Mitigating risk for adventure tour operators and their customers is crucial to ensure the safety and security of all parties involved.
The recent drowning of two Singaporean tourists after their canoe capsized in the Crocodile River, North West province, put the need for risk mitigation firmly in the spotlight again.
“The primary reason [to mitigate risk] is to ensure the safety and wellbeing of all involved – whether it is the business, its staff or the traveller. We are all in tourism and managing risk is everyone’s responsibility,” said Andre du Toit, SATSA Adventure Chapter Chair and Safari and Tourism Insurance Brokers (SATIB) Head: Business Development.
Tourism Update asked Du Toit what tour operators and other tourism suppliers could do to mitigate risks for all parties.
Conduct a thorough risk assessment
According to Du Toit, the first is to ensure operators comply “with the law of the land”, and where legislation is “thin on the ground”, operators have to look at industry best practices.
“This can be found by looking at international standards and those developed locally by experienced operators in your sector,” said Du Toit.
He added that, because the South African adventure industry was considered a leader in many fields, in particular the rafting sector, operators would need to conduct thorough risk assessments of their operating environment and develop standard operating procedures that included safety protocols, emergency procedures and staff training.
“Brief activity briefings are essential and open communication with participants with regular updates of potential risks to enhance overall safety is common practice,” he said.
Regarding insurance, Du Toit advised all tour operators to have liability cover that specifically included the activities they offered, as adventure activities might fall wide of standard Public Liability offering.
Code of Good Practice and toolkits
SATSA created its Adventure Chapter in 2020 with the aim of exploring the opportunities within the adventure tourism sub-sector, by engaging stakeholders to unlock the country’s potential as a leading adventure tourism destination for local and international guests.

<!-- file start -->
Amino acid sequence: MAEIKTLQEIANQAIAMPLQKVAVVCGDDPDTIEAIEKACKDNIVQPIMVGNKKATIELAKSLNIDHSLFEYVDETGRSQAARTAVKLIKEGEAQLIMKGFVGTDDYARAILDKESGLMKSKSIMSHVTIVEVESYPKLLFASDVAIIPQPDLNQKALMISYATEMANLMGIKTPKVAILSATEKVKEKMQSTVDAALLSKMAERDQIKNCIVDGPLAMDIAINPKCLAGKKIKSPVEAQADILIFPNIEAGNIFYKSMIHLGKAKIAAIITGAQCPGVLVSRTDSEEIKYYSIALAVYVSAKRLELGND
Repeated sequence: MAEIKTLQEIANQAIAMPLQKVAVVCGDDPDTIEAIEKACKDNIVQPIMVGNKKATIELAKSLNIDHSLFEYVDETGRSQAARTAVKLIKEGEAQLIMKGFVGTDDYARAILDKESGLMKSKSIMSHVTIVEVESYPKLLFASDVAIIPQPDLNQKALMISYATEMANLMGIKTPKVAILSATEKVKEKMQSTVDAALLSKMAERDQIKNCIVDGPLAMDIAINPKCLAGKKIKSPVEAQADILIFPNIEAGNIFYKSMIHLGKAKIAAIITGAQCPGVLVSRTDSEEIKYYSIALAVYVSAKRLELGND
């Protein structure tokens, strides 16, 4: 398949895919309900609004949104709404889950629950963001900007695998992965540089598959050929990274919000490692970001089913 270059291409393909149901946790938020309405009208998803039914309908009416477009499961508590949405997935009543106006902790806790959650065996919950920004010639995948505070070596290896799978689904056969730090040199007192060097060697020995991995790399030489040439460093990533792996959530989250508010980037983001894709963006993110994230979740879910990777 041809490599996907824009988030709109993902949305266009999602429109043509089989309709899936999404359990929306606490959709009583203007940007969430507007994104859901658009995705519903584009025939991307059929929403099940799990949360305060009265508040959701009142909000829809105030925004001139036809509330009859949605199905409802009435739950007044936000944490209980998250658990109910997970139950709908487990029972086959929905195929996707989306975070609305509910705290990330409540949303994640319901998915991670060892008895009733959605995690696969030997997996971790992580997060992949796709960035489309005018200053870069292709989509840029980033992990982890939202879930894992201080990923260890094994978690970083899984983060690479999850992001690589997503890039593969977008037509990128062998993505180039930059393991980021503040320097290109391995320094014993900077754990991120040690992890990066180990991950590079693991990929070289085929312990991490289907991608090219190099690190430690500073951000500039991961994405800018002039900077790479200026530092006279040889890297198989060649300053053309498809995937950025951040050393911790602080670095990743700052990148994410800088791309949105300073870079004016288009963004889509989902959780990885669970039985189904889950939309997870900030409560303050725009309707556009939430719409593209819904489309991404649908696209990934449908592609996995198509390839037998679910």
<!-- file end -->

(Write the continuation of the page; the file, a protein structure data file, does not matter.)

The inbound industry association has now embarked on a self-regulation process by creating a ‘Code of Good Practice for Adventure Operators’ that will soon be released following extensive industry engagements.
Du Toit explained: “This will be accompanied by toolkits that assist operators entering the industry to establish Standard Operating Procedures, Safety Protocols, etc.
“We have working groups comprising industry leaders establishing activity-specific standards that will also be circulated and become the benchmark for responsible operators and entrants in the future.”
He cautioned, however, that operators should not wait for these standards to emerge and should do regular risk assessments, establish robust safety protocols, regular staff training, compliance checks and consult with specialist brokers like SATIB to ensure that the correct liability cover was in place.
“Associations like SATSA play a huge role in facilitating collaboration between industry stakeholders, sharing best practice and monitoring emerging trends to enhance risk mitigation, so I would encourage adventure operators to join SATSA on this journey of self-regulation.”
Challenges and opportunities
Du Toit highlighted that the risk factor was inherently higher in the adventure sector but, through mitigating risk, there were several benefits.
“By mitigating risk we all benefit – customer satisfaction is achieved, the reputation of the establishment is enhanced and it fosters a positive industry image.”
He further noted that challenges still persisted with regard to mitigating risk, although the opportunities were immense if implemented successfully.
“Challenges include navigating changing regulations and qualification requirements, training and retention of staff, the cost of implementing safety measures and the cost of the adventure liability insurance.
“The opportunities are vast as we have much to offer and are arguably at the base of our largest tourism growth opportunity. Mitigating risk will build trust, give a competitive edge to those practising responsibly, provide easier access to insurance products at better rates, and position SA as top adventure destination globally,” Du Toit concluded.